Record type: Article

Abstract

Lake sediments commonly contain detrital layers that record events such as floods or earthquakes but these may be disturbed or partially destroyed by bioturbation. Here we use a novel combination of techniques to relate microscopic sediment fabric features to lake-basin scale processes. X-radiography and micro-XRF of cores are complemented by backscattered electron imagery and energy dispersive X-ray microanalysis of resinembedded
sediment. Together, the microfabric and geochemical methods enable the
identification of clay-layer mass transport deposits despite bioturbational mixing of the original end members. Two cores with robust radionuclide chronologies contain correlative clay layers dated to 1979 (1974 – 1982) and 1979-1980 (1973 – 1986) respectively. These clay layers likely represent the distal turbidite generated by a major mass flow deposit identified from multibeam swath bathymetry and sediment grab sampling. A likely trigger
for the mass flow and associated turbidity current is the 4.7 ML 1979 Carlisle earthquake. The lake basin slope was likely preconditioned for failure by increased sedimentary biogenic gas production and sediment in-wash as a result of anthropogenic activities, coupled with sediment disruption and dredging. This study highlights the effectiveness of microstratigraphic techniques in the recognition and characterisation of event layers in sediments where bioturbative disruption has occurred.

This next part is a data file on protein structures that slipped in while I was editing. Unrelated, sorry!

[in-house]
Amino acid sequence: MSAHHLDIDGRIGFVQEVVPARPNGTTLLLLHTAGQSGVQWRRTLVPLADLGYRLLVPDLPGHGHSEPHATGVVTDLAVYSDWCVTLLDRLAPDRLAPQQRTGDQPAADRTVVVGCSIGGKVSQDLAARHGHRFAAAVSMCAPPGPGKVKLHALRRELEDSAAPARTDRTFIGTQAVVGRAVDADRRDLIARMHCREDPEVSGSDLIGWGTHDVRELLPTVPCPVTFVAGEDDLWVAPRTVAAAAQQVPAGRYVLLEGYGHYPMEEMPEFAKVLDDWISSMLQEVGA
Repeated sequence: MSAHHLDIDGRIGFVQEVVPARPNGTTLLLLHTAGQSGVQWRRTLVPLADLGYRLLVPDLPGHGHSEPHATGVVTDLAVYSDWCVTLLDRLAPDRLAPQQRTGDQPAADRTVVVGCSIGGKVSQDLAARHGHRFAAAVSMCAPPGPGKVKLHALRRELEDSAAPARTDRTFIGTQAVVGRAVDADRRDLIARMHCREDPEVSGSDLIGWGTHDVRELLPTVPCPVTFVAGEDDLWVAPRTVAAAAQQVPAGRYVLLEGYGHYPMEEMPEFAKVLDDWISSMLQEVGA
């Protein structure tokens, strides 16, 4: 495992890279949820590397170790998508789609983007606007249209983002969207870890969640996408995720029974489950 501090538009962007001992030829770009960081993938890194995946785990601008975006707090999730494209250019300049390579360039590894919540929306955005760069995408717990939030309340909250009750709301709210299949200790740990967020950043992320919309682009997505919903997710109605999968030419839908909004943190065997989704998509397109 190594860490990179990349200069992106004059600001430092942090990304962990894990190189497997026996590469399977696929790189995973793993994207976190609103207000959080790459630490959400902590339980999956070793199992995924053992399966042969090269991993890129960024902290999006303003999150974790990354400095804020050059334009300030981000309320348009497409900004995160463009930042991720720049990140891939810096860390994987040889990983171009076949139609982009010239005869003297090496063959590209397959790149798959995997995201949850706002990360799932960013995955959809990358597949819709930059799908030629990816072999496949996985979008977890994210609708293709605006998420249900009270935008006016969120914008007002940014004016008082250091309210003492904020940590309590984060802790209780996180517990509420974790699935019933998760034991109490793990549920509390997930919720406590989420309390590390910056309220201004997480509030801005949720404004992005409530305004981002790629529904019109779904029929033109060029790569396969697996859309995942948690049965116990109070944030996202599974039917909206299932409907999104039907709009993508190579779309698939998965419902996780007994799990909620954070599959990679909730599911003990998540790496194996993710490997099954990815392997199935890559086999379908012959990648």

Text
Fielding_final_authors_version - Accepted Manuscript
Download (7MB)

More information

Accepted/In Press date: 1 July 2018
e-pub ahead of print date: 12 July 2018
Keywords: Palaeoseismology, PALAEOLIMNOLOGY, microlithostratigraphy, lake, Windermere

Identifiers

Local EPrints ID: 422448
URI: http://eprints.soton.ac.uk/id/eprint/422448
ISSN: 0016-7649
PURE UUID: 30ad37c4-6f76-41af-874f-d7ab6dcd47d8
ORCID for Jonathan M. Bull: ORCID iD orcid.org/0000-0003-3373-5807
ORCID for Rachael S. Avery: ORCID iD orcid.org/0000-0002-4439-4174
ORCID for Peter G. Langdon: ORCID iD orcid.org/0000-0003-2724-2643

Catalogue record

Date deposited: 24 Jul 2018 16:30
Last modified: 04 Mar 2022 02:34

Export record

Altmetrics

Contributors

Author: J. James Fielding
Author: Alan E.S. Kemp
Author: Carol Cotterill
Author: Rachael S. Avery ORCID iD
Author: Ian W. Croudace

Download statistics

Downloads from ePrints over the past year. Other digital versions may also be available to download e.g. from the publisher's website.

View more statistics

Atom RSS 1.0 RSS 2.0

Contact ePrints Soton: eprints@soton.ac.uk

ePrints Soton supports OAI 2.0 with a base URL of http://eprints.soton.ac.uk/cgi/oai2

This repository has been built using EPrints software, developed at the University of Southampton, but available to everyone to use.

We use cookies to ensure that we give you the best experience on our website. If you continue without changing your settings, we will assume that you are happy to receive cookies on the University of Southampton website.

×